Your most obliged, faithfull, and humbly
thankfull friend and Servant.
SIR, -By what is above said, and by many other very evident reasons, it is or may be proved, that in such a case as this, it is not much rational to demand any other security than the Propounders own obligation for performance of covenants. Yet that all men may know, that my intentions are fair and just, and my aimes not simply at my own private profit; but that I, also much more desire the prosperity of my nation, and of all persons that shall joyne with me, I offer and am content, that if the subscribers and consequently engagers shall think fit to meet, and amongst themselves chuse three such as I shall also like of, I will endeavor to give them (in the behalf, and as the Trustees of and for all the rest,) some more plain and satisfactory security, which is impossible to be done, to every particular person, that shall perhaps underwrite and engage onely 25. pound, or some such sum.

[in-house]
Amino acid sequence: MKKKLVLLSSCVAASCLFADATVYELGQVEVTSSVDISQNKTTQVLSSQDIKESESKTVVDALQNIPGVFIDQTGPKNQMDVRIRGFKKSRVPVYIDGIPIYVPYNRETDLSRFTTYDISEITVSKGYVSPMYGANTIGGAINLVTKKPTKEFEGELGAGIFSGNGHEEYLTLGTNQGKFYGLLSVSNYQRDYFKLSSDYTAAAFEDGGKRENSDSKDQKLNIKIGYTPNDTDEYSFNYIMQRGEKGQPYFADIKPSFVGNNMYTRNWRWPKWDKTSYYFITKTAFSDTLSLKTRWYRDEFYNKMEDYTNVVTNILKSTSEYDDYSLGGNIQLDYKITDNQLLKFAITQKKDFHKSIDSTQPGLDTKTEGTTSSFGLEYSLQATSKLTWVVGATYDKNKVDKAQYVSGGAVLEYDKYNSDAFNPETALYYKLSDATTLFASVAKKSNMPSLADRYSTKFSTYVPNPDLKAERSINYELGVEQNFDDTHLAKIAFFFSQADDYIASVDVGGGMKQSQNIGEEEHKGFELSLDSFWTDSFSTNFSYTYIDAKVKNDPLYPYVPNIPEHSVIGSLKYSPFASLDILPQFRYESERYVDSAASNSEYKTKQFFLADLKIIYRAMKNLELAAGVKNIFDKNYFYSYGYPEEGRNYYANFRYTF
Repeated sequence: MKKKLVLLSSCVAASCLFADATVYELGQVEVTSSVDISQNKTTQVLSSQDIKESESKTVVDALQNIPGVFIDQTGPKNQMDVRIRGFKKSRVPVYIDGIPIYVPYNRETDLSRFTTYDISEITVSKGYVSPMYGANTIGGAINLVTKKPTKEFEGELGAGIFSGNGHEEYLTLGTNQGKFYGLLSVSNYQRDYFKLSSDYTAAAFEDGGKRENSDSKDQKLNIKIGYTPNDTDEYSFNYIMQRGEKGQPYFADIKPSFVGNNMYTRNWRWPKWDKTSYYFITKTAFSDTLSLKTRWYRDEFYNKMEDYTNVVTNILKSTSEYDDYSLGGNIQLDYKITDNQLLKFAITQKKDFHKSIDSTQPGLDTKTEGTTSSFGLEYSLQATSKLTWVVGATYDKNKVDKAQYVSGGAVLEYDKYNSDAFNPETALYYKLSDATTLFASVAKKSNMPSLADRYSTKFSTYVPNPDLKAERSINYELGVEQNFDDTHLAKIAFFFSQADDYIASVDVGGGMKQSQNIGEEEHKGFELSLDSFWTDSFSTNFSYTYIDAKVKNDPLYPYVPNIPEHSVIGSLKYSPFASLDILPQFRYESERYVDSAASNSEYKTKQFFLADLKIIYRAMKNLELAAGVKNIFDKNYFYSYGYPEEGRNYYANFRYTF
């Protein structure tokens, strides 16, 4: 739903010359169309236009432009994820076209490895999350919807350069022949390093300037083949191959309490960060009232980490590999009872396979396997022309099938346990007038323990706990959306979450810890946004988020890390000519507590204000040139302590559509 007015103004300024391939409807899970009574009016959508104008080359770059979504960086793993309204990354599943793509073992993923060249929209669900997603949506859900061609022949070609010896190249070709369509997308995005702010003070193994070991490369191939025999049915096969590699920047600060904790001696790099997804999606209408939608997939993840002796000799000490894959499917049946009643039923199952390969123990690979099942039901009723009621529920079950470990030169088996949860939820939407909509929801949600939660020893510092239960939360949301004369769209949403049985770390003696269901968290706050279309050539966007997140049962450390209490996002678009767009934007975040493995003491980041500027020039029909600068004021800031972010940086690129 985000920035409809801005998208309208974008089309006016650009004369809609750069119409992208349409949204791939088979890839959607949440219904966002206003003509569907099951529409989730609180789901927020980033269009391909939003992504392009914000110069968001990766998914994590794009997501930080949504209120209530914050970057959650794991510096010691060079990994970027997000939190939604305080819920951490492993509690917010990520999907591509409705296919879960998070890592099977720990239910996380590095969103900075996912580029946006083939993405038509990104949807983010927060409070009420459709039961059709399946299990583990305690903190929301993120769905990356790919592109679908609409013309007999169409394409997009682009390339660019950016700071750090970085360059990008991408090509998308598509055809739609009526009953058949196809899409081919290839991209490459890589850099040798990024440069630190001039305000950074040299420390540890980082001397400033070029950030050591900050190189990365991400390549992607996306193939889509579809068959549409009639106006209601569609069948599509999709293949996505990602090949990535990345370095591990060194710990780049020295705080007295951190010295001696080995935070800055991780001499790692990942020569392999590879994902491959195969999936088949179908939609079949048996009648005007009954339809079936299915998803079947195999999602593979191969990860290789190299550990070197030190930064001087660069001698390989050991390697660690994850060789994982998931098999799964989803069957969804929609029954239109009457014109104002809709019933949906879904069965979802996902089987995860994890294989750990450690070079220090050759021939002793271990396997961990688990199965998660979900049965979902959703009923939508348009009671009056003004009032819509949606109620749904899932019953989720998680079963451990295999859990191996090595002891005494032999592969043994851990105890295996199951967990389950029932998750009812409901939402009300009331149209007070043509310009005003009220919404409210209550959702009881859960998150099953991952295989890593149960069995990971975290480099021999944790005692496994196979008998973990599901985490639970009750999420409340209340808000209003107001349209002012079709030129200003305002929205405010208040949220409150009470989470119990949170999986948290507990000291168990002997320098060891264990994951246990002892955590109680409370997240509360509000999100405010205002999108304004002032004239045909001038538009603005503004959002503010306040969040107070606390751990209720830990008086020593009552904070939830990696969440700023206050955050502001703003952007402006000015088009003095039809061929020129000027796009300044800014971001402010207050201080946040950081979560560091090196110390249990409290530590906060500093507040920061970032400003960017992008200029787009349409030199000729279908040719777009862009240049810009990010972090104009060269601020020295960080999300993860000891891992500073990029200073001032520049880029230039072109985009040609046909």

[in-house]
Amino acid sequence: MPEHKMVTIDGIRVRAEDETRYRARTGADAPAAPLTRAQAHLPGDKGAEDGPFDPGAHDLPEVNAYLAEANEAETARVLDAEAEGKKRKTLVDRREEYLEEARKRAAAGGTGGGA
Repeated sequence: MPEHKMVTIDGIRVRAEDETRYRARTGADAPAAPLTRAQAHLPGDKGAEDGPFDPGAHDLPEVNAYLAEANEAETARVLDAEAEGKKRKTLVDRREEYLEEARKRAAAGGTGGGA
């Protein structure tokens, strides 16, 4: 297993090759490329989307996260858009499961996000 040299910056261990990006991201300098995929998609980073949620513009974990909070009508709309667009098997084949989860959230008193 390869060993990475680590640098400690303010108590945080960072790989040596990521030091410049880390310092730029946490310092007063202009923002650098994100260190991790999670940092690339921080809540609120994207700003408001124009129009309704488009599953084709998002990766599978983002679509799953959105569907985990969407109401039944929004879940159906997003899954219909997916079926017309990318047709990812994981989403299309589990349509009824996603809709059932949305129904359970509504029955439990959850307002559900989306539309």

PLAN OF A TRADE OR INDUSTRIAL SCHOOL.
THE ADVICE OF W. P. TO MR. SAMUEL HARTLIB," FOR THE
LONDON, PRINTED, A. D. 1647.
In the “ Epistle dedicatory to his honored friend Master Samuel Hartlib,” W. P. (afterwards Sir William Petty,) the founder of the Lansdowne family, says
“I have had many flying thoughts, concerning the advancement of reall learning in generall, but particularly of the education of youth, Mathematicks, Mechanicks, Physicks, and concerning the History of Art and Nature, with some more serious oues concerning your owne most excellent advices for an Office of Public Addresse.* And indeed they were but flying thoughts, for seeing what vast summes were requisite to carry on those designes, and how unwilling or unable men generally were to contribute towards them, I thought it but labour lost to fix my mind much upon them.”
The “ Advice,” begins as follows :